This excuse to not label fragrance ingredients is a holdover from a time when their secret formulas were still made from flowers and oils. But those days are long gone, and today manufacturers use this as a loophole to cut corners and keep secrets regarding the 3,000+ chemicals under the ambiguous term “fragrance” that are being absorbed, inhaled, and ingested daily. 

Additionally, the fragrance industry regulates itself, so that safety testing does not have to be confirmed by regulators before products are sold to consumers. They can set their own safety standards and don't even need to be sure their secret ingredients are safe!

The problem is, the U.S. government demands such a high level of proof of harm that it’s going to take a lot of time and testing to see any change. And the red tape involved means our governments are slow to respond. The U.S. Food and Drug Administration (FDA) website also states the agency cannot legally require companies to warn about allergens in cosmetics like they do with food. 

In other words, they can put whatever they want in it, not test it for safety, and the government can’t make them disclose potential risks. 

Don’t be fooled by products labeled with “natural fragrance” either, because there is no standard criteria for what these words mean. Many skincare products, soaps and candles, even those labeled "natural" often contain fragrance oils. It is also common for a soap label to say "contains essential oils." However, such a label can be deceiving -- such products may also contain synthetic fragrance oils. These can be just as unsafe as fragrances not described this way. Even products labeled “unscented” might still use synthetic fragrance to mask the chemical scent of other ingredients. 

Fragrances are one of the top five allergens in the world. Allergic reactions include headaches and migraines, difficulty breathing and sinus irritation, just to name a few. It is thought that 1-2% of people suffer an allergic reaction in response to a synthetic fragrance. Fragrance mixtures also commonly trigger contact dermatitis, a type of allergic skin reaction. More than 50 percent of the population would prefer fragrance-free workplaces, health care facilities and professionals, hotels and airplanes.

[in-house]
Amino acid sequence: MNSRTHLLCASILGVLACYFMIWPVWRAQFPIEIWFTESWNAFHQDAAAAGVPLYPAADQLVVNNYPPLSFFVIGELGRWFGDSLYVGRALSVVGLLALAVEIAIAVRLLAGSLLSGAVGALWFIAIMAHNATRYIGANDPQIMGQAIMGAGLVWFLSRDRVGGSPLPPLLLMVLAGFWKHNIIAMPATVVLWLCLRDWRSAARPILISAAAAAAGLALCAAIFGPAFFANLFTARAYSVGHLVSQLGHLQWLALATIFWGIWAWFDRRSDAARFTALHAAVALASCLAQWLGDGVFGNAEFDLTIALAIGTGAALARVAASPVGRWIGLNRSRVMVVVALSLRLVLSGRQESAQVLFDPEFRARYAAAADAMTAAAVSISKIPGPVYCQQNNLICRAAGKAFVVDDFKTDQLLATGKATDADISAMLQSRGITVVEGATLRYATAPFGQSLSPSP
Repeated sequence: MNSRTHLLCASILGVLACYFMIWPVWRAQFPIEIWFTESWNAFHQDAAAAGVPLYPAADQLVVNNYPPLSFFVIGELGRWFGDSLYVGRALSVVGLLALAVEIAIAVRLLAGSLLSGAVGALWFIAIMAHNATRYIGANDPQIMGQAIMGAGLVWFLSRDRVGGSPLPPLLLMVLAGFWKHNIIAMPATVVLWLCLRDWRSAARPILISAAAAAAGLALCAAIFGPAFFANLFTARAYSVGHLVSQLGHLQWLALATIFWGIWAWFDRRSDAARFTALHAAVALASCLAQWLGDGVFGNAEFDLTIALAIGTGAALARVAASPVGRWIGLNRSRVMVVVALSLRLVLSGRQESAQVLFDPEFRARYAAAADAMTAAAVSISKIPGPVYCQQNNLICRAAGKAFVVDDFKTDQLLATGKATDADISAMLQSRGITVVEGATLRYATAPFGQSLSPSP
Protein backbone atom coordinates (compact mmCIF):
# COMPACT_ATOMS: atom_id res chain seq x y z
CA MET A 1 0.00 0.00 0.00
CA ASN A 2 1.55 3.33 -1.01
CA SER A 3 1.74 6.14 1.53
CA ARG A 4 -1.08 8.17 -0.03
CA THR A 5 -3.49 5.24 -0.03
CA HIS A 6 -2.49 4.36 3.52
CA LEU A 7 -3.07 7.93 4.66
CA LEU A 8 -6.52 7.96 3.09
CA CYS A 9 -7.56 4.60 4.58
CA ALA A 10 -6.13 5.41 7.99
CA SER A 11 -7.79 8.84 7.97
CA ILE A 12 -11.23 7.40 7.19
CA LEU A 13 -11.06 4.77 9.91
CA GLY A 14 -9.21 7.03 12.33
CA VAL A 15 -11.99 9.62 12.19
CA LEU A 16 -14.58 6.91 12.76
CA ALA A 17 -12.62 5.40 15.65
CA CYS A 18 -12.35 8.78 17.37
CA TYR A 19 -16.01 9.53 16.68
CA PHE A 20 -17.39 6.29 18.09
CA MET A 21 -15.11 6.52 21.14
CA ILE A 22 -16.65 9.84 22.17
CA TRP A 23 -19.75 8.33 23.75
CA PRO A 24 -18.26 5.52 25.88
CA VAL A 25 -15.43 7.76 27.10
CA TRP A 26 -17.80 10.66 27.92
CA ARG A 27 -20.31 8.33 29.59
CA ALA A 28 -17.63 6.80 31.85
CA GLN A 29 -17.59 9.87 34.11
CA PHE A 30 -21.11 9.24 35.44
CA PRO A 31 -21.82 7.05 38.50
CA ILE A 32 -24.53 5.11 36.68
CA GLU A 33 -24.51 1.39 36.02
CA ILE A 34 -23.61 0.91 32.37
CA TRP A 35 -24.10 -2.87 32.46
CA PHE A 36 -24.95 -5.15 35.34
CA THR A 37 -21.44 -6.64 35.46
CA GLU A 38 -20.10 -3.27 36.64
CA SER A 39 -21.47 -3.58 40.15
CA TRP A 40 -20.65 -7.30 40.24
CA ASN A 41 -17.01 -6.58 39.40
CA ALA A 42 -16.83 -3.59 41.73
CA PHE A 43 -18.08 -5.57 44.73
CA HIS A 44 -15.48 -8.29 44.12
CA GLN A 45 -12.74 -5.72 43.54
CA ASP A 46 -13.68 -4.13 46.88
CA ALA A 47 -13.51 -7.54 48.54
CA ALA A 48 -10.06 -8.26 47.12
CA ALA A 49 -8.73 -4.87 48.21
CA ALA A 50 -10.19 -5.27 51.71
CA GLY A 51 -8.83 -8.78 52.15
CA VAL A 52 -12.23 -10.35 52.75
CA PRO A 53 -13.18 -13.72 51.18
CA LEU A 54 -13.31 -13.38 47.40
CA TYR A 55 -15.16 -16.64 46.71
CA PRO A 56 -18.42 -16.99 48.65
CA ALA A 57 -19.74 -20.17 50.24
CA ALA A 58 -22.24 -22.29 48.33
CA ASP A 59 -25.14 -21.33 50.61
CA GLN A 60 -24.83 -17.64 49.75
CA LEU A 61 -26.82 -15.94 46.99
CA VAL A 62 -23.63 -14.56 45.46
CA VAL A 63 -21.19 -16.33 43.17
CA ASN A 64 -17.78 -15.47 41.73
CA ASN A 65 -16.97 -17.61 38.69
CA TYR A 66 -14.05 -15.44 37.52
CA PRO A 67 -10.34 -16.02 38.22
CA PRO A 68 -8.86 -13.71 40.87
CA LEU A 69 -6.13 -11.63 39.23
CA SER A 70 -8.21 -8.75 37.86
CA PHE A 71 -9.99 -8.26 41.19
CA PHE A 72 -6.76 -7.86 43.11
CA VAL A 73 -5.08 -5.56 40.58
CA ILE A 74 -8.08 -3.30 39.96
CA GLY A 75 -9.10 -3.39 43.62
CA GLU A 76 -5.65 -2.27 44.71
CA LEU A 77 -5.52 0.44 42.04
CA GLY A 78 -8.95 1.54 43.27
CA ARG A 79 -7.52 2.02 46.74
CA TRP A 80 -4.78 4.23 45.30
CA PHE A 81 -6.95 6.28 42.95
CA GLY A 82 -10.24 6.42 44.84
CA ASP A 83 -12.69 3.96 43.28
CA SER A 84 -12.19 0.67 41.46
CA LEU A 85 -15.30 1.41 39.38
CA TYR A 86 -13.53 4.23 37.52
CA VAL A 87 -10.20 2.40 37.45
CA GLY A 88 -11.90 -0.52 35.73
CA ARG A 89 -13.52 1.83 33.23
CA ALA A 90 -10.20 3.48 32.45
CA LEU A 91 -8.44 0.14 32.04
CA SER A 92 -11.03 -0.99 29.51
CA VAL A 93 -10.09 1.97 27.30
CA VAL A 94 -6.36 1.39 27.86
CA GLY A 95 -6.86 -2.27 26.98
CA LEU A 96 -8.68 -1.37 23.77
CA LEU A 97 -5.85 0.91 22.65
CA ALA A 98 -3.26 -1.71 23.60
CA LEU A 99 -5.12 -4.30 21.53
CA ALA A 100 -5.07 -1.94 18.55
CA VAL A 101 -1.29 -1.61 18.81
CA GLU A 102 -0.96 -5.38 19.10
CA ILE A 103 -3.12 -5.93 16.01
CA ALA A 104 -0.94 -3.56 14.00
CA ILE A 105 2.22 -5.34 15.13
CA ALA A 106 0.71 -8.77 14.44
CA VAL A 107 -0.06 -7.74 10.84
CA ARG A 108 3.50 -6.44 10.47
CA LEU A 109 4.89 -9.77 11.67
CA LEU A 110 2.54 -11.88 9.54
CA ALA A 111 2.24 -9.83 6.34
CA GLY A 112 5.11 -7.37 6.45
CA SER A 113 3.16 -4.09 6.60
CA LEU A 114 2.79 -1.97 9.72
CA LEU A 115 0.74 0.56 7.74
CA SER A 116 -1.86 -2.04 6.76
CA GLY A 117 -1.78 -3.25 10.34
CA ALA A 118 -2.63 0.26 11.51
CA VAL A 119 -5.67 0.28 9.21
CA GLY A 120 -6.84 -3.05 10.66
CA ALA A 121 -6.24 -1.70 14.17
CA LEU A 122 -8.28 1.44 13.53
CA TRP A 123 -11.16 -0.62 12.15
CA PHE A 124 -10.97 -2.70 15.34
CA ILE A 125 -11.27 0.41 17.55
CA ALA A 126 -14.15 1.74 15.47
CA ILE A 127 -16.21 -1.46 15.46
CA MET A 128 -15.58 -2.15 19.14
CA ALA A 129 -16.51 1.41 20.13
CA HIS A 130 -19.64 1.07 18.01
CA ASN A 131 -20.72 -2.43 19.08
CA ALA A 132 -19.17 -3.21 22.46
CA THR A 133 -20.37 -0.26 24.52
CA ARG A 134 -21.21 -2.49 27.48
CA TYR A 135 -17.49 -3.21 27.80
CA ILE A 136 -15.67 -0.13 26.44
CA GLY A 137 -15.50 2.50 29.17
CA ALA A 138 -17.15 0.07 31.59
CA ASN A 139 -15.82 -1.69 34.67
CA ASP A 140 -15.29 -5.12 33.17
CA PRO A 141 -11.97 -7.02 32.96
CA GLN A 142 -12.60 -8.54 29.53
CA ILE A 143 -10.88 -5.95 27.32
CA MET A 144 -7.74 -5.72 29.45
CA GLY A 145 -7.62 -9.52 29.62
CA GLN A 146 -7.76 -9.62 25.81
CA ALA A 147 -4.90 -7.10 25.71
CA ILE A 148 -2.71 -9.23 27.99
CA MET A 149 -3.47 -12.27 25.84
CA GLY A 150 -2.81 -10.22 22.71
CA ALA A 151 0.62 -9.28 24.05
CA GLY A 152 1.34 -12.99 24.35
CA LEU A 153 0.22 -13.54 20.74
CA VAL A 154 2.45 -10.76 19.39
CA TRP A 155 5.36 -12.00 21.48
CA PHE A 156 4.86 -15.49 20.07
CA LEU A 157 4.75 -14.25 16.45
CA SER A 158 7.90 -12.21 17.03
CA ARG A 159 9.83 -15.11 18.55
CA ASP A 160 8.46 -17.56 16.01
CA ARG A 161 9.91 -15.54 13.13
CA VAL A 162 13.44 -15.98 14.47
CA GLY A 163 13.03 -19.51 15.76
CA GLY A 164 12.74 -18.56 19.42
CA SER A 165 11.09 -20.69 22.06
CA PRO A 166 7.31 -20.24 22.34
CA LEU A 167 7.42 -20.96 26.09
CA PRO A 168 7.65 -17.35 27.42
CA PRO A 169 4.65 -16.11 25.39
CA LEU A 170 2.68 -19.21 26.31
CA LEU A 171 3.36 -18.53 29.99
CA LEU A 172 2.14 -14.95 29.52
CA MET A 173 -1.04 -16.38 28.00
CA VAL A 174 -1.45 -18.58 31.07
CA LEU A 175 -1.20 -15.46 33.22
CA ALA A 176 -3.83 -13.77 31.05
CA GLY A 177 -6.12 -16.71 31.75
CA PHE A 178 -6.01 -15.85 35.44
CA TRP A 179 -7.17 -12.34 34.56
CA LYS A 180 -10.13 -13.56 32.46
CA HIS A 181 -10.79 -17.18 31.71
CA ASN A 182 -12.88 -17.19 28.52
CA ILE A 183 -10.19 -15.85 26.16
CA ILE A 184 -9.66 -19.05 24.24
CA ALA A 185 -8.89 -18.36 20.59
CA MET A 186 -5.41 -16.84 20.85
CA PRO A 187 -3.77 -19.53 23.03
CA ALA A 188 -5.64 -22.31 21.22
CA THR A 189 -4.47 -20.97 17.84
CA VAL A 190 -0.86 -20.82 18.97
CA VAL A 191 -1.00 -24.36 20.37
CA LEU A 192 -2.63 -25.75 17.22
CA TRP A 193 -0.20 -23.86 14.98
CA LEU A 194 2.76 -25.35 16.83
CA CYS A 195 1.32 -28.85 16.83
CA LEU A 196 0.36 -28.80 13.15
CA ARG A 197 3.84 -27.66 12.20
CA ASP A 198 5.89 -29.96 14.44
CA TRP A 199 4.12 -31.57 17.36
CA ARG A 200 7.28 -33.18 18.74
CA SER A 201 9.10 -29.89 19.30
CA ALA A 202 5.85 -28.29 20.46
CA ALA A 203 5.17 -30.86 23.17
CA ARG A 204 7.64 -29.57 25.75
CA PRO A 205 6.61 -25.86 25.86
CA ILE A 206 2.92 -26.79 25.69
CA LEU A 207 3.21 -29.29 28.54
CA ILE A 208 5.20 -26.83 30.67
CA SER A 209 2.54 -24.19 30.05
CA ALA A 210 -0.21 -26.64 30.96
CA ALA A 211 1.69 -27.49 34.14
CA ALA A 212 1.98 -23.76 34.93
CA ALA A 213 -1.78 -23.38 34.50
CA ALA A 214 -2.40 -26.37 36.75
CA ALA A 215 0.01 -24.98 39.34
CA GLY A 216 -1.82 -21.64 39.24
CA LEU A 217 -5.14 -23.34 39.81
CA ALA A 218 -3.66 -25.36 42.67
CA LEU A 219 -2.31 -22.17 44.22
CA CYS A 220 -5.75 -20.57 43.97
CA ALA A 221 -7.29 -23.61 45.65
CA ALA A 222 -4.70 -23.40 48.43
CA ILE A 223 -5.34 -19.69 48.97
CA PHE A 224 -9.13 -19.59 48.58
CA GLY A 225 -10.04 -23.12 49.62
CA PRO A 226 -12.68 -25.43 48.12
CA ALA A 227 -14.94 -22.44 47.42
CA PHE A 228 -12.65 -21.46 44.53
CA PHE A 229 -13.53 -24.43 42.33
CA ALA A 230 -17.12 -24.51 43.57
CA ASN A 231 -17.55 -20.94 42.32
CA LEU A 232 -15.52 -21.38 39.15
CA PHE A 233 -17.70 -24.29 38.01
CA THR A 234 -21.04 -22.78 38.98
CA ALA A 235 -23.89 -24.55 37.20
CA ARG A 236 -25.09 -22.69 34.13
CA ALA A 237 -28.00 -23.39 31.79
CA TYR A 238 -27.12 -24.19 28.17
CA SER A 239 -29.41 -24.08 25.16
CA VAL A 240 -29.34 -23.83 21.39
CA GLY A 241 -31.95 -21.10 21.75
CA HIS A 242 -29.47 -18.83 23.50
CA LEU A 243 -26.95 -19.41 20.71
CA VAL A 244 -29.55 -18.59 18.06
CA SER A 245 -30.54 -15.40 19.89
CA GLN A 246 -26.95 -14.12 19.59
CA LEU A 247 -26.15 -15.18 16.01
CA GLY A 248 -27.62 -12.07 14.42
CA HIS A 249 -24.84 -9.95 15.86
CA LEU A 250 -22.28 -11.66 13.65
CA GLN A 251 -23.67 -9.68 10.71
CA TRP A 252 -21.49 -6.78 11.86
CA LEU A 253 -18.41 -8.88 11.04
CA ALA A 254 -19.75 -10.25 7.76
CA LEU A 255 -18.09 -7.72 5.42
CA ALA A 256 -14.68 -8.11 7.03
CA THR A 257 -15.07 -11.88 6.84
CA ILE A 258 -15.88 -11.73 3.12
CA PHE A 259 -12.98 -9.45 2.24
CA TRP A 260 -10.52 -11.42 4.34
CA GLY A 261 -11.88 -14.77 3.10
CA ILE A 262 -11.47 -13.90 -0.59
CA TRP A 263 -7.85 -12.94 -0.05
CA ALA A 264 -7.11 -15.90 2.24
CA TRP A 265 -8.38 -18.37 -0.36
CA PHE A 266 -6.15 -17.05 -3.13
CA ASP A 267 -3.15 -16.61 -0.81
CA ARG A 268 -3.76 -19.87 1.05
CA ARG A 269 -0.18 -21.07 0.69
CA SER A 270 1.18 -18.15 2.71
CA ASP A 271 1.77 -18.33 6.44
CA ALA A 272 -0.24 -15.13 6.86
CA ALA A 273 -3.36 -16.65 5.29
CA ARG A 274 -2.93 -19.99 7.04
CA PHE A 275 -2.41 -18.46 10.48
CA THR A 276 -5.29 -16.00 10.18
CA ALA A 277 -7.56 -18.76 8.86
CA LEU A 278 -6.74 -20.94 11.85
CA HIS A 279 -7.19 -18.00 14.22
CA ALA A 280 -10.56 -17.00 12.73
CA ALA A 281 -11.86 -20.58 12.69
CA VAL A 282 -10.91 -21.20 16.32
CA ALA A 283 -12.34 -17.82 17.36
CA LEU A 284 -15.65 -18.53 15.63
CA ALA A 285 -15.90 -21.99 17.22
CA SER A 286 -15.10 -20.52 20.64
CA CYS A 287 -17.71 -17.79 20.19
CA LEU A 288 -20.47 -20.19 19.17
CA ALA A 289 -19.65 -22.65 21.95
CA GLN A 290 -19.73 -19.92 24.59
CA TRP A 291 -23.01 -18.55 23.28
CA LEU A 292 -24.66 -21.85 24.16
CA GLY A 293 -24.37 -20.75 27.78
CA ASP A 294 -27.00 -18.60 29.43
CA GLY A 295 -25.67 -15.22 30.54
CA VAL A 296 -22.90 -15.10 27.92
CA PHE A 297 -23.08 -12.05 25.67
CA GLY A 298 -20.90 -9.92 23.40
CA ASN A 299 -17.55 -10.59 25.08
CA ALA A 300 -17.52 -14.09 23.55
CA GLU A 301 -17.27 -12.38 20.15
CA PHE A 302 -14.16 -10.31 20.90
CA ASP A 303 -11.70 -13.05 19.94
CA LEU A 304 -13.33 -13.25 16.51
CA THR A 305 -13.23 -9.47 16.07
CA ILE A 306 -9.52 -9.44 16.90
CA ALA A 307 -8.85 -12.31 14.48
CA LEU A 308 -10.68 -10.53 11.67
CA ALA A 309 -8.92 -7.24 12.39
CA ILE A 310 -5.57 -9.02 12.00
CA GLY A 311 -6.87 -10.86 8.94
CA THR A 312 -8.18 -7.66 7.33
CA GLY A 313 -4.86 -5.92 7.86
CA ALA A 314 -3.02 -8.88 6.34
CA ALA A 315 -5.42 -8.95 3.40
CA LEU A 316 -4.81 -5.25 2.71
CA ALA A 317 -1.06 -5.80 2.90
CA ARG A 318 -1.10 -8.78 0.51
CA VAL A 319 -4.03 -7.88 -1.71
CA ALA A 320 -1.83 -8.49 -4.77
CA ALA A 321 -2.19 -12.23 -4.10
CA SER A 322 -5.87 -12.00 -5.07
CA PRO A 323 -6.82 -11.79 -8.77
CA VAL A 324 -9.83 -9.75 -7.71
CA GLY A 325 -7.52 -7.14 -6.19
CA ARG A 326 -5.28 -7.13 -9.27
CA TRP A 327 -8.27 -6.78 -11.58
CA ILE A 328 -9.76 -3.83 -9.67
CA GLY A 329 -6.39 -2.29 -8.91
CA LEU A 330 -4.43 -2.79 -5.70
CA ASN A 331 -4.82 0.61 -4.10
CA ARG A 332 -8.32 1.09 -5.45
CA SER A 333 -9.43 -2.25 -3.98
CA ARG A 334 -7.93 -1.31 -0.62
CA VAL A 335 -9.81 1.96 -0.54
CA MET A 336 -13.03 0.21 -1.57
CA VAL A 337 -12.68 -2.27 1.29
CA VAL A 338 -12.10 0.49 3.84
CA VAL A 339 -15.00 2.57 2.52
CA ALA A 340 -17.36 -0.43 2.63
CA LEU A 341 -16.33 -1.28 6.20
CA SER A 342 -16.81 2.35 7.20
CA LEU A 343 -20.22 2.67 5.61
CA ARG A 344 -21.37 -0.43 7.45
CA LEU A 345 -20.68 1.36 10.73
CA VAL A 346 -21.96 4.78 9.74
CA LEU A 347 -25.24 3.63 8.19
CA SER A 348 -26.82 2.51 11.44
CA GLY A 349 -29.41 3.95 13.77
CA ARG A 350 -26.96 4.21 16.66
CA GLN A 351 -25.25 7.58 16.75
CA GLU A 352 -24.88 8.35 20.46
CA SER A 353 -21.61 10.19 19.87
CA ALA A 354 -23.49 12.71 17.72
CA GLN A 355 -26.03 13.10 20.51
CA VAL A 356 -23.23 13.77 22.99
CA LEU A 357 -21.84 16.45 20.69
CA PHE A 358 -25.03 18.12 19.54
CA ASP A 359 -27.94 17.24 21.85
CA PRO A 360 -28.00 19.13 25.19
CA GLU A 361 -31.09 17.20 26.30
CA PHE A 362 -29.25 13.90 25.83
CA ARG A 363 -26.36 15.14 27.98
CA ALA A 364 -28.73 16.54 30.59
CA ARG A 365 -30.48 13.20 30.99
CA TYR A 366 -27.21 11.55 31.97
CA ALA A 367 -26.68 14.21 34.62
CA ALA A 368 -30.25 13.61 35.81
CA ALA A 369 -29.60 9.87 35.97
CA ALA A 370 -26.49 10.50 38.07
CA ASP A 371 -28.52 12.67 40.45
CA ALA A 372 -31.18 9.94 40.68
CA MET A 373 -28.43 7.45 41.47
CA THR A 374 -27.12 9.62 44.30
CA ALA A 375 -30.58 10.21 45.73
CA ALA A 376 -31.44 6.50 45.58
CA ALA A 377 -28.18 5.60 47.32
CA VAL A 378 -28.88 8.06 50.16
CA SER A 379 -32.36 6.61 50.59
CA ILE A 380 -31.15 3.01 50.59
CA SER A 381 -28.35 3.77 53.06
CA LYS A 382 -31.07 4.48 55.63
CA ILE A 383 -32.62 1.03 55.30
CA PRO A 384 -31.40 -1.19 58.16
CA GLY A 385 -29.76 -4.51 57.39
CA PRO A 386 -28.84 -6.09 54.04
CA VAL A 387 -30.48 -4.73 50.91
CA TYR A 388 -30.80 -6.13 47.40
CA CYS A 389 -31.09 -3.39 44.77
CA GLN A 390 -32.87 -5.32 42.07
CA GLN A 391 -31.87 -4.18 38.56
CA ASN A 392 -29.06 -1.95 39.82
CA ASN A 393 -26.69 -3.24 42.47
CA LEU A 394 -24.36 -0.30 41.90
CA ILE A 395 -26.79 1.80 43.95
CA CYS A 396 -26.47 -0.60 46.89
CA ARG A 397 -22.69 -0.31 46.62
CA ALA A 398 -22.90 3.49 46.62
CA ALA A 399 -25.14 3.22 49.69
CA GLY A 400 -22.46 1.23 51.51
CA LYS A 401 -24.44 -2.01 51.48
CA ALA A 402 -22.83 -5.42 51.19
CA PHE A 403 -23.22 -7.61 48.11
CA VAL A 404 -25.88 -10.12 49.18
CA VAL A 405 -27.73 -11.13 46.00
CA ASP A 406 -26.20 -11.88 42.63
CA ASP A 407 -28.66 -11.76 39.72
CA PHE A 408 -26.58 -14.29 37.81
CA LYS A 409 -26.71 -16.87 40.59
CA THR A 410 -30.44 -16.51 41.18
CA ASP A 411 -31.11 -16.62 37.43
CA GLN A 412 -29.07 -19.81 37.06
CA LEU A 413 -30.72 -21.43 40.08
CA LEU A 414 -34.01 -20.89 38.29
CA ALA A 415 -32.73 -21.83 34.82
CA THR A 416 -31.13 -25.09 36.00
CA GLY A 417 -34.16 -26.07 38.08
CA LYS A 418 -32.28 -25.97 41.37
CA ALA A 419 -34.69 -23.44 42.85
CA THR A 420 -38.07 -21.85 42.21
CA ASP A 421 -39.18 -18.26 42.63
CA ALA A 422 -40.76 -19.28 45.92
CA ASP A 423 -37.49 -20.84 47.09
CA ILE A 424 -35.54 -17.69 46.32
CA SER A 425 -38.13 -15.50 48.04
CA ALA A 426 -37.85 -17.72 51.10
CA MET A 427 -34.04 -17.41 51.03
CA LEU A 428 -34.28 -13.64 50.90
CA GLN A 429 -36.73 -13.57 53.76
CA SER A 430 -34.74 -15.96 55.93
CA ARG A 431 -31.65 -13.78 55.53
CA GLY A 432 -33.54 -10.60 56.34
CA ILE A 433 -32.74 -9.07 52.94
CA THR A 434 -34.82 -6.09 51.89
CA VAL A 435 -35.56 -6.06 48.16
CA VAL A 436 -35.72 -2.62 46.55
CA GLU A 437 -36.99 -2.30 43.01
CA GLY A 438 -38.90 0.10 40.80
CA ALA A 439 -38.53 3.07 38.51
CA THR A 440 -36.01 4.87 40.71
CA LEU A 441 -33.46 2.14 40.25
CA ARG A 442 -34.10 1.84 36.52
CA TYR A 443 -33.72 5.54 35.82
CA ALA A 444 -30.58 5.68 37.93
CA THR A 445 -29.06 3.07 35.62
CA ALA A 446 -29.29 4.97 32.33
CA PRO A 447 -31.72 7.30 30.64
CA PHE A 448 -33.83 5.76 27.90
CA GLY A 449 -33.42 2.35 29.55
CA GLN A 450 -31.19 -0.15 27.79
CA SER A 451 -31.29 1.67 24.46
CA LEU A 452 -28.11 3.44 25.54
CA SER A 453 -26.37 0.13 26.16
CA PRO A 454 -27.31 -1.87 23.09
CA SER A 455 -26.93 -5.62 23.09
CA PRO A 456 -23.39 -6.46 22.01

Essential oils aren’t a perfect solution; there are a few reasons manufacturers might prefer synthetics. Cost is a huge part of the equation. For example, between 1,500-10,000kg of rose petals are required to extract just 1kg of Rose Essential Oil. Synthetic fragrance made in a lab would cost a fraction of what pure EO would. Essential oils are limited to a natural scent range, so you’re never going to find bubblegum essential oil. They also may not be as strong as synthetic fragrances, and may not last as long. Certain great smelling oils that are toxic for the skin can be imitated synthetically, making them “safe” to use as perfume. 

But EOs have other benefits that synthetics don’t.  For example, a huge benefit lies in seeing exactly what you get with an essential oil blend. Rather than one catch-all term such as Parfum, each oil will be listed in the ingredients, such as Lavandula angustifolia oil, the lavender essential oil found in several Upfront Cosmetics shampoo bars. 

For those of us who are conscious of the environment, essential oils provide another huge benefit. The production of the petrochemicals used in synthetic fragrance is hard on our earth. Rather than contributing to pollution and environmental destruction, essential oils use only natural sources and sustainable methods. Synthetic fragrances can use more than 200 unlabeled chemicals in a single scent, while essential oils are derived from a single natural source. And while the scent profile of EOs can be replicated, the range of physical and mental health benefits cannot. These oils, rich in all sorts of nutrients, can provide medicinal, moisturizing, antibacterial, and antiseptic properties, and can be used in aromatherapy.

Industry-wide change isn’t going to happen overnight. It’s going to take a lot of time and effort to see it, and manufacturers aren’t going to give up synthetics without a fight. To them, the pros still outweigh the cons: Synthetic fragrance is longer lasting and cheaper to produce, and at the moment they have little incentive to be honest about the chemicals they use. 

But hope is not lost. As more information becomes available about the dangers of synthetic fragrance, many companies are taking advantage of consumers' desire for safer, more natural scents. Right now, the responsibility is ours to research the products in our homes and choose to support brands that have consumers' safety in mind when scenting their products. 

If you have a favorite product that still uses synthetic fragrance, you could always write a letter to them, asking them to be more, ahem, Upfront in their packaging. You deserve to know what’s in the products you use every day, so that you can make choices that suit your lifestyle and keep you, and our planet, as healthy as we can be.